02. Fire In The Rain (3:33)
03. Life Is True In London Town (4:06)
04. Red Wine For The Judge (4:35)
05. All Good Children - Part One (Parent's Talk) (3:10)
06. Midnight Blue (3:14)
07. Sally Don't Mind (4:51)
08. All Good Children - Part II (Children's Reply) (3:15)
09. Strong And Steady (4:06)
10. Oldtime Café (2:36)
Kim Merz / lead vocals
Pete Brough / guitar, vocals
Michael Dommers / guitar, vocals
Jürgen Dollase / keyboards, vocals, co-producer
Terry Park / bass
Charly Terstappen / drums, percussion
Charline is the first record by great Symphonic Prog band Wallenstein that isn't really progressive, it is pop-rock, but hold on, it should not really be condemned because of that, as it is one of the best pop-rock records to be released by any group in the whole seventies decade.
While many progressive groups were starting to record some pretty cringe-worthy pop by this point in the seventies (1978), there is nothing to cringe at with Charline. The title song made it to 17 in the German charts at the time, though really should have been a hit, worldwide, as it is both very pretty and catchy .
I think one of the main reasons that this record is seventies pop-rock at it's best is the presence of German singer Kim Merz, who does such a fabulous job of singing on all the tracks on Charline, his first record with Wallenstein. He has a truly great voice, with a strong delivery, though never loosing a melodious, naturally musical phrasing. (Mr. Merz turned 60 years old just recently, Happy Birthday, Kim!)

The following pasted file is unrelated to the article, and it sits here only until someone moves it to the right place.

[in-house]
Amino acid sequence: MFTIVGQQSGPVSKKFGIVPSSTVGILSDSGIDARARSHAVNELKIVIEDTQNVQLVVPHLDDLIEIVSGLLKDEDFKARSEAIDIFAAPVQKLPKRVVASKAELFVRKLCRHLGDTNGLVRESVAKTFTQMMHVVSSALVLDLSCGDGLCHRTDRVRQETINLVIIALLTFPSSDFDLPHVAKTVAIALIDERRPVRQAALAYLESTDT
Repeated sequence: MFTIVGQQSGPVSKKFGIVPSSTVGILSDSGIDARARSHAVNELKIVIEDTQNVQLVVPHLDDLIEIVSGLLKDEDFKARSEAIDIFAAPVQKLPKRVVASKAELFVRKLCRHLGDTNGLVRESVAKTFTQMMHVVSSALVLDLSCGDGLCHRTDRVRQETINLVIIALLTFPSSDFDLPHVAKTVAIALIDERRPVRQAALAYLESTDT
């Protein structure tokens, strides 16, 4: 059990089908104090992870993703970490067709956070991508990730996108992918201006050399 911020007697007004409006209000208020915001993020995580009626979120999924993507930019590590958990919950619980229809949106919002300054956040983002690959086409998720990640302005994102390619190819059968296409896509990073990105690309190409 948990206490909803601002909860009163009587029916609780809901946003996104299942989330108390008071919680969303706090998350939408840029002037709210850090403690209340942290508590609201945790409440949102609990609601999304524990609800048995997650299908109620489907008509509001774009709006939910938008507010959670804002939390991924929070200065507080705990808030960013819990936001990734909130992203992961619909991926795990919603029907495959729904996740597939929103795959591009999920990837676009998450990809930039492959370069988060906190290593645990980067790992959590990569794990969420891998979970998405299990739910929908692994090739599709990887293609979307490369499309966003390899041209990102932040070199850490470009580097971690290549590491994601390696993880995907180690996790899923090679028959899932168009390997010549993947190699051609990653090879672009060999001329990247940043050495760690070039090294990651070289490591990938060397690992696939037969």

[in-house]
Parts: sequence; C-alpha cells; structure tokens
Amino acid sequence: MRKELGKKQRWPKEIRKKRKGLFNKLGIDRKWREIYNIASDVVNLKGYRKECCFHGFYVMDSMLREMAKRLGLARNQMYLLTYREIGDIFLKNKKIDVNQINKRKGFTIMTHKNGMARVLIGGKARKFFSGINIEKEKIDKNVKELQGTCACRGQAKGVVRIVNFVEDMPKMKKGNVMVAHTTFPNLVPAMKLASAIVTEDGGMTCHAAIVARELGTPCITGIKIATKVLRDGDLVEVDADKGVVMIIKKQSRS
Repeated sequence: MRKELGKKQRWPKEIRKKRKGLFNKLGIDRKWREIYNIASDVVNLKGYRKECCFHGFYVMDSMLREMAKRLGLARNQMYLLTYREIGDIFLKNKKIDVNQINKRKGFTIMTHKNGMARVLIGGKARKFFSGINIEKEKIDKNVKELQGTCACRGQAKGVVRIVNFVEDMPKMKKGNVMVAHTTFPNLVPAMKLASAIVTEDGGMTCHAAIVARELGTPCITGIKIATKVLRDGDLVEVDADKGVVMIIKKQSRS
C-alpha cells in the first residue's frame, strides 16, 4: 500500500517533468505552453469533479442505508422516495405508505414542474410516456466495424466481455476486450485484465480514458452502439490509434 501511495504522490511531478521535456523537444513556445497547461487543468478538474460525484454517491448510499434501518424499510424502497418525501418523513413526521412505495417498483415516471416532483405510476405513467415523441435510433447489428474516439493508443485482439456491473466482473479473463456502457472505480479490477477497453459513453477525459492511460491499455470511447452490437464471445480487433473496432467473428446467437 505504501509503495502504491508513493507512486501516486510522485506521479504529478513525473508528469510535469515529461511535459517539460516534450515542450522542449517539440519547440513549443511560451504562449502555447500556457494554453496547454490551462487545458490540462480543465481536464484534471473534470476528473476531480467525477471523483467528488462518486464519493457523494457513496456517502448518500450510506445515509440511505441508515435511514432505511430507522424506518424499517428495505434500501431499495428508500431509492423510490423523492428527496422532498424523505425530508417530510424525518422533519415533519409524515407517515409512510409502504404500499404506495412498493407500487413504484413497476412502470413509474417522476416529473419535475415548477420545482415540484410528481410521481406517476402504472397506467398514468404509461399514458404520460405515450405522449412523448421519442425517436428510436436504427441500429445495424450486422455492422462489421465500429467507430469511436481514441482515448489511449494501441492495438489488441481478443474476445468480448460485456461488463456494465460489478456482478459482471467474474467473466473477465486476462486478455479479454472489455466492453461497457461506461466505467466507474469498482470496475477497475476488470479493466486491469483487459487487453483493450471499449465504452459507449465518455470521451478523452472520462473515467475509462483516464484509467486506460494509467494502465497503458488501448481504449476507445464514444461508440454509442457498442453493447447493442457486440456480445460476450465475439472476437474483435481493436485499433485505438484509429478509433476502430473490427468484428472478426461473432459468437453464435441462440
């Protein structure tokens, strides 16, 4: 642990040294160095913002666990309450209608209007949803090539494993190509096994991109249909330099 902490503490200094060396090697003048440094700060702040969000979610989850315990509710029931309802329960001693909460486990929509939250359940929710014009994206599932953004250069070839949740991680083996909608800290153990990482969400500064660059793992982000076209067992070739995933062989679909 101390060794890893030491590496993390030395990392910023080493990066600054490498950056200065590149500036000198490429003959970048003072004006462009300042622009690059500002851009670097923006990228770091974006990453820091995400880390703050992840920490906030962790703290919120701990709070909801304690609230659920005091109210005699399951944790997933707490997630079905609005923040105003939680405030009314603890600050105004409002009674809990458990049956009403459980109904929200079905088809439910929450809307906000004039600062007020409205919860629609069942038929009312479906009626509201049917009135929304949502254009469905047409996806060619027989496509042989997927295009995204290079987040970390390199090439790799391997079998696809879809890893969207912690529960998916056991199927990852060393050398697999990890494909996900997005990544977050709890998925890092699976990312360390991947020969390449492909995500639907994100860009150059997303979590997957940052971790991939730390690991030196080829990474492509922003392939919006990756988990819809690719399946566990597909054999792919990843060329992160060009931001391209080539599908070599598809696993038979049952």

The whole band at this point were still a live act to be reckoned with, as judging by the videos where they are doing the title track of Charline that exist. No, this is not the Wallenstein of the past, but Charline is much better than the following album Blue Eyed Boys, which i am sorry to say is a bit cringe-worthy in places.
The tasteful singing and playing all the way through Charine is quite a pleasing thing to hear, and when i want something a bit lighter, this album is a nice experience.